PAPERS Resources

AAR Annual Meeting
San Diego, CA
November 23-26, 2019

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Online Program Book

Sessions
A24-112
  • Full Papers Available
Islam, Gender, Women Unit
Theme: New Directions in the Field of Islam and Gender
Justine Howe, Case Western Reserve University, Presiding
Sunday - 9:00 AM-11:30 AM
Hilton Bayfront-Sapphire M (Fourth Level)

This workshop session focuses on new directions in the field of Islam and gender, organized around four pre-circulated articles and book chapters. Each table will focus on one paper and bring together the author, a facilitator, and interested readers. A broader discussion among all participants will finish the session. Attendees should choose and sign up for one of the four tables in advance and read the paper for discussion at that table prior to the session (accessible through the AAR website). Please contact Justine Howe (justine.howe@case.edu) to obtain access to the sign-up web form.

Zahra Ayubi, Dartmouth College
Martin Nguyen, Fairfield University
Prolegomenon to Feminist Philosophy of Islam

In this chapter, I identify philosophical problems that arise as a result of feminist reflection on the Ghazali-Tusi-Davani philosophical ethics tradition (akhlaq) and that warrant continued philosophical engagement. I ask how we might engage with akhlaq texts philosophically and explore answers to philosophical problems they pose. Such a philosophical engagement is fruitful because these texts address perennial human concerns about how to live, which pertain far beyond the genre of akhlaq and beyond Muslim contexts. I argue for the necessity of philosophical approaches to the study of gender in Islam and identify four central philosophical problems posed by male-centered akhlaq, which serve as a prolegomenon to feminist philosophy of Islam: 1) rationality as a standard for defining the human and human capacity, 2) the contradiction of patriarchy and khilafah, 3) essentialization of women that leads to new hierarchies, and 4) individual ethical refinement at the cost of utilization of others.

Juliane Hammer, University of North Carolina
Kayla Renée Wheeler, Grand Valley State University
Murder, Honor, and Culture: Mediatized Debates on Muslims and Domestic Violence

This chapter, from Peaceful Families: American Muslim Efforts against Domestic Violence(Princeton 2019), focuses on three subtopics that are held together by their common connection to media representations and public perception. As reflected in the title of the chapter, they are murder, honor, and culture. Murder refers to examples of the representation of the murder of/by Muslims in the press at the time of the incidents; honor explores discourses on honor killings related to Muslims; and culture probes constructions of culture between religion and race, employed in analysis of and explanations for domestic violence murders in Muslim communities. This chapters explores the connection between political goals and media production as they intersect with the lives of American Muslims and with the work of Muslim advocates against domestic violence.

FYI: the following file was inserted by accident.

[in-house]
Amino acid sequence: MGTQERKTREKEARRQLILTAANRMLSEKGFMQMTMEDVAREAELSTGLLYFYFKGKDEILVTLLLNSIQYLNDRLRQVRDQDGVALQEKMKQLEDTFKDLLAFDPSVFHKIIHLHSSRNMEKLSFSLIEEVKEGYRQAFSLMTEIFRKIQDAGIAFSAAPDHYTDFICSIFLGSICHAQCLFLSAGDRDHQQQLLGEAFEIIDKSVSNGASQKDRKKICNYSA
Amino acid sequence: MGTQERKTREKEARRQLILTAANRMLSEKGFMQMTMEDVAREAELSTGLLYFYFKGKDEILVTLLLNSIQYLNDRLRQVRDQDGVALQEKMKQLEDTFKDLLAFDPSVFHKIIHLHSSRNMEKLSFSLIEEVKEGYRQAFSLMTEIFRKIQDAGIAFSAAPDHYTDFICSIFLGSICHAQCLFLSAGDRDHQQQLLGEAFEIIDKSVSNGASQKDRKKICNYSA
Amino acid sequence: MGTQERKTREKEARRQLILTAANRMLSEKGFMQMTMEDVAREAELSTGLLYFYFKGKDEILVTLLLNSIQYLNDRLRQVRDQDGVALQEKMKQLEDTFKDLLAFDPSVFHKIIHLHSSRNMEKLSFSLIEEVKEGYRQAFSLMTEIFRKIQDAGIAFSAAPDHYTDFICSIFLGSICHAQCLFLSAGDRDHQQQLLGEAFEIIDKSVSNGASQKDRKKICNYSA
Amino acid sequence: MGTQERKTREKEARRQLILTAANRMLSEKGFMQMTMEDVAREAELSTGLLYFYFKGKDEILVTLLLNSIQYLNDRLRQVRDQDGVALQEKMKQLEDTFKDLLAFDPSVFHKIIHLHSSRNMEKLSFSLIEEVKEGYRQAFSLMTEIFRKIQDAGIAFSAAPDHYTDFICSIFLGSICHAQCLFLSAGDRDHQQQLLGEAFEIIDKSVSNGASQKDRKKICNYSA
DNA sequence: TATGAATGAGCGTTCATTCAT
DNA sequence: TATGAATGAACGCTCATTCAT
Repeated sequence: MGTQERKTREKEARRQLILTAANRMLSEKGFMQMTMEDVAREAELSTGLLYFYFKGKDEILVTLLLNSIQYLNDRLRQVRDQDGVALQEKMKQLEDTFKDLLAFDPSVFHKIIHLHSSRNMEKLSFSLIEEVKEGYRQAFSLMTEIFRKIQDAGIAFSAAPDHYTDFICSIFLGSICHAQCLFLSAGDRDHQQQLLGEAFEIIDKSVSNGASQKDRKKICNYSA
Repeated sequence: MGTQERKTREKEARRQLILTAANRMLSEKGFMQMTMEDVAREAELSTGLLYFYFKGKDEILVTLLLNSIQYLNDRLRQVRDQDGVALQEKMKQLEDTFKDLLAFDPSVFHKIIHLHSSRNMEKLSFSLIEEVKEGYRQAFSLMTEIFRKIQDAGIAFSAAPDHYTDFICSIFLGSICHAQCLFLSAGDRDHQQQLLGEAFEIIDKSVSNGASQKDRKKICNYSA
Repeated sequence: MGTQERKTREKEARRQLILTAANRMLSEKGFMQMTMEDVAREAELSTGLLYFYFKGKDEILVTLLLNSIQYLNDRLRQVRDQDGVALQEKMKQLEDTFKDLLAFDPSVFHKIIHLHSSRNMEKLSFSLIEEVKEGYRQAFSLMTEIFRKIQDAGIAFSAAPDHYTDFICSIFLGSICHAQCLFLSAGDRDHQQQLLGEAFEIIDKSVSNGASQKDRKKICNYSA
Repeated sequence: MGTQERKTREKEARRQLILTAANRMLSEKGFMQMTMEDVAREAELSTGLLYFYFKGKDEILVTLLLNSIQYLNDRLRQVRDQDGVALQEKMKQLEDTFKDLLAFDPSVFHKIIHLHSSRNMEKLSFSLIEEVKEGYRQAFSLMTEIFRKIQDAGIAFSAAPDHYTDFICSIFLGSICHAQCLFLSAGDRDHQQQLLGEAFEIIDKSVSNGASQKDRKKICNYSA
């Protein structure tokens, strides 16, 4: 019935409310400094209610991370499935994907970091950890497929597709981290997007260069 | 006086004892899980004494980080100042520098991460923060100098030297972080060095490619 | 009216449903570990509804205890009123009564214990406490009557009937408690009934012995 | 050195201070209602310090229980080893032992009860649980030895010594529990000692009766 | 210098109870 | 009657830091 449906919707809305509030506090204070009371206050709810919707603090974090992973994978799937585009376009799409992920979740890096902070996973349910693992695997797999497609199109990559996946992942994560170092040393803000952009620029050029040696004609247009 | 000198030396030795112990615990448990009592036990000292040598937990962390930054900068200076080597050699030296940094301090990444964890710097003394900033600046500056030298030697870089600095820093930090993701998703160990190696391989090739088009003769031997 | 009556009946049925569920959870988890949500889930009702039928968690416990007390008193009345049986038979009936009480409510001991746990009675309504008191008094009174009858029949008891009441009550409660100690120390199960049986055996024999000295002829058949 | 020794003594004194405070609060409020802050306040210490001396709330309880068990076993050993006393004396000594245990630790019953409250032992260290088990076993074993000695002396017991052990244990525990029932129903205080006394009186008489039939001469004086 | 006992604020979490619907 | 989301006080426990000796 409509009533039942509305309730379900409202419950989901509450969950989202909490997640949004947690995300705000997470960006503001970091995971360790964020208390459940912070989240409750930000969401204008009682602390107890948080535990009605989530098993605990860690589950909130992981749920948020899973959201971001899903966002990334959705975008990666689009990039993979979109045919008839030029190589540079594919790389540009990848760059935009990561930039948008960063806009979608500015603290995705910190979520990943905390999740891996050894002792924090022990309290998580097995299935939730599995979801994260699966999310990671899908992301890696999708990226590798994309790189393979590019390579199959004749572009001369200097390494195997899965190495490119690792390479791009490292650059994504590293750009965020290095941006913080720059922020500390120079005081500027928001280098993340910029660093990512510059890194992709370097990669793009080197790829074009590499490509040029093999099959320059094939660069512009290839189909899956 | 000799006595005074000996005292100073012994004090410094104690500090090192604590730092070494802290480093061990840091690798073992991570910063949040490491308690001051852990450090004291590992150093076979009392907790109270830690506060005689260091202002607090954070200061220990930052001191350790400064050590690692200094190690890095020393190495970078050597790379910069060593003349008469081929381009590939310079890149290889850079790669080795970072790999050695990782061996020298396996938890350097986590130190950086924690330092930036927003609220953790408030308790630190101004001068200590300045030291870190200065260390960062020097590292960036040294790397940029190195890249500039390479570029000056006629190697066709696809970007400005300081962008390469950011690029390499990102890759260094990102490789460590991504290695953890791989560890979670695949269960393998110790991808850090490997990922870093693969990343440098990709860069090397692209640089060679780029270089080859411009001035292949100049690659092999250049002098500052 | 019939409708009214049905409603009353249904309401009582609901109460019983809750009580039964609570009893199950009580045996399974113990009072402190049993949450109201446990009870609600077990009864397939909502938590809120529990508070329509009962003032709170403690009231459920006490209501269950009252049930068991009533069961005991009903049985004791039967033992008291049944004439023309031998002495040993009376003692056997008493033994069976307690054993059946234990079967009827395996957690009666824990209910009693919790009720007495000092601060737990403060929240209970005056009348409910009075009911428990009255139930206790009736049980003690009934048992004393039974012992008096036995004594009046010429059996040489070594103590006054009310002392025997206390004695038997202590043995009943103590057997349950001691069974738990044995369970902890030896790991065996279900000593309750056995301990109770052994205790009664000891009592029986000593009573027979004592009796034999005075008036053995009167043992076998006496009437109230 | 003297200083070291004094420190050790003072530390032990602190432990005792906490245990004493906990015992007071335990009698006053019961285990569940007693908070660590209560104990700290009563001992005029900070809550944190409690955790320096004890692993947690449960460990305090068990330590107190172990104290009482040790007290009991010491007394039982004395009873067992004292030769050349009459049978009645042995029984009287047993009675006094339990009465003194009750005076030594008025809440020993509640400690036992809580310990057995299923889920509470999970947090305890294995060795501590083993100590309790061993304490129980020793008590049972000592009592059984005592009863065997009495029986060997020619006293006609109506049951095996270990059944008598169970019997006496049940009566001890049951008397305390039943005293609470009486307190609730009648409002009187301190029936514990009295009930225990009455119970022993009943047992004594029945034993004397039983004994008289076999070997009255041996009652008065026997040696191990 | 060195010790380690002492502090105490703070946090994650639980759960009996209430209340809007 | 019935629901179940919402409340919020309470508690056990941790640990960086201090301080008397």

Ali Altaf Mian, University of Florida
Ash Geissinger, Carleton University
Genres of Desire: The Erotic in Deobandi Islam

This article contributes to the burgeoning study of Islamicate sexualities by describing and analyzing “the erotic” in a modern South Asian Muslim community, namely the Deobandīs. In so doing I also highlight the resourcefulness of two methodological postures: (1) a trans-genre reading strategy by means of which I elaborate the performative lives of erotic desire in Deobandī texts as well as contexts and (2) a careful engagement with Michel Foucault’s biopolitical theory and Jacques Lacan’s idea of sublimation by means of which we can raise critical questions about religion and sexuality in modernity (its colonial and postcolonial variations).

Joseph Hill, University of Alberta
Ula Taylor, University of California, Berkeley
Wrapping Authority: Women Leaders in a Sufi Movement in Dakar, Senegal

Since around 2000, a growing number of women in Dakar, Senegal have come to act openly as spiritual leaders for both men and women. As urban youth turn to the Fayda Tijaniyya Sufi Islamic movement in search of direction and community, these women provide guidance in practicing Islam and cultivating mystical knowledge of God. While women Islamic leaders may appear radical in a context where women have rarely exercised Islamic authority, they have provoked surprisingly little controversy. Wrapping Authority tells these women’s stories and explores how they have developed ways of leading that feel natural to themselves and those around them. Addressing the dominant perceptions of Islam as a conservative practice, with stringent regulations for women in particular, this book eveals how women integrate values typically associated with pious Muslim women into their leadership. These female leaders present spiritual guidance as a form of nurturing motherhood; they turn acts of devotional cooking into a basis of religious authority and prestige; they connect shyness, concealing clothing, and other forms of feminine “self-wrapping” to exemplary piety, hidden knowledge, and charismatic mystique. Yet like Sufi mystical discourse, their self-presentations are profoundly ambiguous, insisting simultaneously on gender distinctions and on the transcendence of gender through mystical unity with God.

Responding:
Kathryn M. Kueny, Fordham University
Business Meeting:
Justine Howe, Case Western Reserve University
Saadia Yacoob, Williams College